The Fencing Beekeeper

Mike Barrett opens the closet door and brings out a loose white jacket and a hat with a veil. When he zips himself into this outfit, he looks like an astronaut.

He’s not going into outer space. He’s only going onto the roof of his house.

He climbs the closet’s metal ladder then, using a rope, hauls up a large bucket that’s the color of a construction cone. It’s filled with equipment.

He sets it down by the hatch door. Toward the center of the roof, there’s a wooden contraption that looks like a set of filing cabinet drawers. Its top is secured with a cord.


Photo by Nancy A. Ruhling
Mike, the newbie beekeeper.

It’s a beehive, and it’s busy buzzing. It’s home to 50,000 of the singing stingers, and as Mike fearlessly approaches, a bunch of bees surrounds him. Although these guys are a little agitated, they’re not up in arms — yet.

“I’m not afraid of the bees,” Mike says. “In the beginning, I had a little trepidation. Yes, I have been stung.”

Still, it might be better to head to the second hive. It only has 4,000 of the industrious insects. Mike brings out his bellowed smoker, a metal device that looks like the Tin Man’s oil can. With this, he will keep the bees at bay.


Photo by Nancy A. Ruhling
The larger and older of Mike’s two rooftop hives.

Mike, a systems administrator for New York University’s medical library, is new at this beekeeping business; he got the first hive on Mother’s Day last year. The queen and her 4,000 loyal subjects came in a container the size of a shoebox. The cost was $350.

“I got interested after attending a honey tasting by a meetup group,” he says. “We sampled all kinds; I didn’t know there was a difference. The multi-floral was so complex.”

Before he knew it, he was hooked on the honey makers. “At first, I just thought of it as a box of bugs,” he says. “Now, I think of them as pets — pets who give back by producing honey. I care about them.”


Photo by Nancy A. Ruhling
Mike all suited up for a visit to the hives.

Mike, who was born in Germany, spent his boyhood traveling. His father was in the army, so the family lived in Texas, Alabama, Georgia and New York as well as Germany. “I always felt uprooted,” he says.

Some two decades ago, he came to Astoria to move in with his grandmother, in the house he still lives in. When she died, he stayed. “She was the original owner,” he says. “She paid $6,000 for it.”

Mike, a fit fellow with a graying goatee and an easy laugh, has always filled his spare time with interesting pursuits. When he was a student at Stony Brook University, where he earned a bachelor’s degree in computer science, he started an improv group, and five years ago, he set up a meetup group for fencers.


Photo by Nancy A. Ruhling
Mike on smoke duty at the newer hive.

What do beekeeping and fencing have in common? If it were a contest, would the foil fall under the spell of the sting?

“I’ve never really thought about it,” he says. “There’s nothing that really ties them together. They are intellectual pastimes. The science of bees is what attracted me; and fencing is chess with speed.”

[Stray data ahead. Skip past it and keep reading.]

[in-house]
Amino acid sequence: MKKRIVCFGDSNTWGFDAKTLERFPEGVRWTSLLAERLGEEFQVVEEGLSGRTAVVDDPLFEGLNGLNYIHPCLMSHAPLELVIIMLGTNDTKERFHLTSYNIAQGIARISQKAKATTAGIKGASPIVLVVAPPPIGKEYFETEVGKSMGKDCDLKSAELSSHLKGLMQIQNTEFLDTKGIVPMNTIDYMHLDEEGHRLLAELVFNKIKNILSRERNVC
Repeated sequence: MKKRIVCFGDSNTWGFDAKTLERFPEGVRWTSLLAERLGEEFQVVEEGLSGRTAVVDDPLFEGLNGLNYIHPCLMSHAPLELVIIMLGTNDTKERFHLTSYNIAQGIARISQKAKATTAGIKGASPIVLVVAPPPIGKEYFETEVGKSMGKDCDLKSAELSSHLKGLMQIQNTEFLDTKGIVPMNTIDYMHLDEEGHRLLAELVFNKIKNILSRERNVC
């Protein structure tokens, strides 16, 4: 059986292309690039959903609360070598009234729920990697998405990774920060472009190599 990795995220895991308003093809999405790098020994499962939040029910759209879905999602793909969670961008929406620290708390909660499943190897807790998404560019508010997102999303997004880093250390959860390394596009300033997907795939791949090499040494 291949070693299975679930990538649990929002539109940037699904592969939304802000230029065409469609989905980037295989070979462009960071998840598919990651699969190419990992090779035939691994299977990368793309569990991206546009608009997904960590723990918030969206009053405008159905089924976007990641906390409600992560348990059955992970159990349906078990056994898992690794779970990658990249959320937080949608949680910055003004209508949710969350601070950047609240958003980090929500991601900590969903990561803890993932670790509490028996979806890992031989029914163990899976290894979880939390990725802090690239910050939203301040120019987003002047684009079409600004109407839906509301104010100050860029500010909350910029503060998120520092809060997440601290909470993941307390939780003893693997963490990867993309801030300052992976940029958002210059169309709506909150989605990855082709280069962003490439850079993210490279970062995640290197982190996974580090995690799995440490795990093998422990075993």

When he’s not fencing or tending the bees, Mike has other things to occupy his time. He’s developing an electronic scoring system for fencing and has just started work on a computerized home automation system. “I don’t know where they will go,” he says.


Photo by Nancy A. Ruhling
Mike isn’t afraid of stings.

Mike, who just celebrated his 50th birthday, doesn’t consider these extracurricular activities passions. “They’re more like paths,” he says.

He doesn’t know where they’re taking him, but he’s willing to walk the yellow brick road, whether wearing a netted veil or a metal-mesh mask.

But let’s get back to the bees. Mike places a bottle of Greedy Bee on the table as if it’s some rare vintage Champagne and offers a teaspoon. This is the fruit of this rooftop hive.


Photo by Nancy A. Ruhling
Mike started with 4,000 bees and now has 50,000.

Mike has filled his front garden with bee-attracting plants to get the proper medley of flavors, and his honey tastes like a bouquet of fresh-cut flowers.

“I don’t make enough to sell,” he says. “I give it to friends.”

Mike’s hives will, undoubtedly, expand. Each queen lays 1,000 to 2,000 eggs a day. Although she lives for several years, the other bees perish after only a month in the summer. In the winter, the hive goes dormant. The bees huddle and flex their muscles to keep the hive at their favorite temperature, about 90 degrees.


Photo by Nancy A. Ruhling
To Mike, the bees are pets not pests.

“The hard thing about the winter is worrying about them,” Mike says. “You can’t open the hive because the cold will kill them.”

Mike isn’t looking to have more hives, but he does want to get more involved with the beekeeping community.

“New York City beekeepers sell their honey to benefit nonprofits and put bees in public gardens,” Mike says. “We want to be good citizens of the city, and I want to be a helper in that vision.”

Mike’s also looking forward to working with bee recovery teams that remove wild hives from places where they’re not welcome.


Photo by Nancy A. Ruhling
When he’s not beekeeping, Mike takes up his fencing foil.

“When you see bees swarming, they usually are looking for a new home, and you don’t want it to be yours,” he says. “That’s where we and our vacuums come in.”

Hey, wait a minute. One of Mike’s flying friends has followed him into the house. She’s buzzing around the ceiling fan.

If she doesn’t get back to the hive, she’ll die. So Mike entices her onto the tip of a wire hanger then scoots her toward the open window.

As the bee spreads her wings, Mike breathes a sigh of relief.

Nancy A. Ruhling may be reached at
Copyright 2011 by Nancy A. Ruhling